In the face of complex climate risks in Uganda, maize breeders are ensuring smallholder farmers have access to high-yielding and stress-tolerant maize varieties. Breeding programs from Uganda’s National Agricultural Research Organisation (NARO), International Maize and Wheat Improvement Center (CIMMYT), and private companies have worked together to reach real progress – and have identified steps to advance even further.
Public breeding is undergoing a slow transformation as it adopts better, faster, more modern technologies and practices – all with the goal of ensuring farmers get the crop varieties they need.
Maize cobs are weighed at the KALRO research station in Kakamega. Credit: CIMMYT/ Peter Lowe.
Banana breeding programs in East Africa are starting to use genetic analysis to speed up varietal improvement, thanks to open data and access to low-cost services.
In the past, plant breeding has helped avert entire famines by changing a handful of genes in key crop varieties. But today's breeders must meet similar challenges with consistent excellence, making the right decisions each season to refine natural genetic diversity into a multitude of hard-working food crops.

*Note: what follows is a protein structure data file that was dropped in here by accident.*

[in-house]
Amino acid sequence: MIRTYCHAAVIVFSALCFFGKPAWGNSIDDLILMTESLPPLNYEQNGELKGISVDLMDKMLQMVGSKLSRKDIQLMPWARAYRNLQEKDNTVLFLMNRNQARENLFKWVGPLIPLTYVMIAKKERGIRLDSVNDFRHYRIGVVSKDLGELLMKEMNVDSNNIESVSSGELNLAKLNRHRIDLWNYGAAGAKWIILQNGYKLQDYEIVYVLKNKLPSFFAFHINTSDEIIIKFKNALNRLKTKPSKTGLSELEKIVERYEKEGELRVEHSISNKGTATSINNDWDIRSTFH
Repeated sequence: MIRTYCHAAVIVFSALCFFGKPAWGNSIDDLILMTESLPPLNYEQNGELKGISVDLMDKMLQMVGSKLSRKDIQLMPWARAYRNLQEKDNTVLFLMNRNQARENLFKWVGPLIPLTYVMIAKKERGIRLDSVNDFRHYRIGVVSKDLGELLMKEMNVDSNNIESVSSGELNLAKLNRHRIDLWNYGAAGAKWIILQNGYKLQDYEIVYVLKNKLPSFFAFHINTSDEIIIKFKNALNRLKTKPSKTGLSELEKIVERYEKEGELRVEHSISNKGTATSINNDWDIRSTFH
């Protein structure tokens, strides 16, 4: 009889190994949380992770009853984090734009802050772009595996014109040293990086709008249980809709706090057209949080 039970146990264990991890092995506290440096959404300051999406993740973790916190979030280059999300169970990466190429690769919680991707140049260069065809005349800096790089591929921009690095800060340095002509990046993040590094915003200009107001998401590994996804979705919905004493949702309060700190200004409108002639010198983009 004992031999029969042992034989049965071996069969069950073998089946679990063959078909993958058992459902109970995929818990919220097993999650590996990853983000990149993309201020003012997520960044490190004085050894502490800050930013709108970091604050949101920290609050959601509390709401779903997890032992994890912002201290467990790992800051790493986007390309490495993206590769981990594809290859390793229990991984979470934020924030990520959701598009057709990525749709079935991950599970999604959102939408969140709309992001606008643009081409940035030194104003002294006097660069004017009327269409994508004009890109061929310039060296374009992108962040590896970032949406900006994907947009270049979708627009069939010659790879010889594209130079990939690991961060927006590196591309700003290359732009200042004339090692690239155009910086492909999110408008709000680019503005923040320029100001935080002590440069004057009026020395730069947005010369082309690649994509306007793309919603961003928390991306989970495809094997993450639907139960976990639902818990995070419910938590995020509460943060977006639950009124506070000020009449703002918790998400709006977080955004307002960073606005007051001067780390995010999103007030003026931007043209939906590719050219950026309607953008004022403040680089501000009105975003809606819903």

With newly accessible genotyping technologies, African crop breeding programs have partnered with EiB to start using genotyping resources to improve accuracy and efficiency.
As breeders strive for higher-yielding, climate-resilient and nutritious crops, genotyping is intensifying the speed and accuracy of achieving breeding goals. But new technologies have often been out-of-reach for national breeding programs in developing countries.
By adopting best practices and established modern tools, NARS (national agricultural research systems) are making data-driven decisions to boost genetic improvement. And they are measuring this progress through tracking and setting goals around “genetic gain.”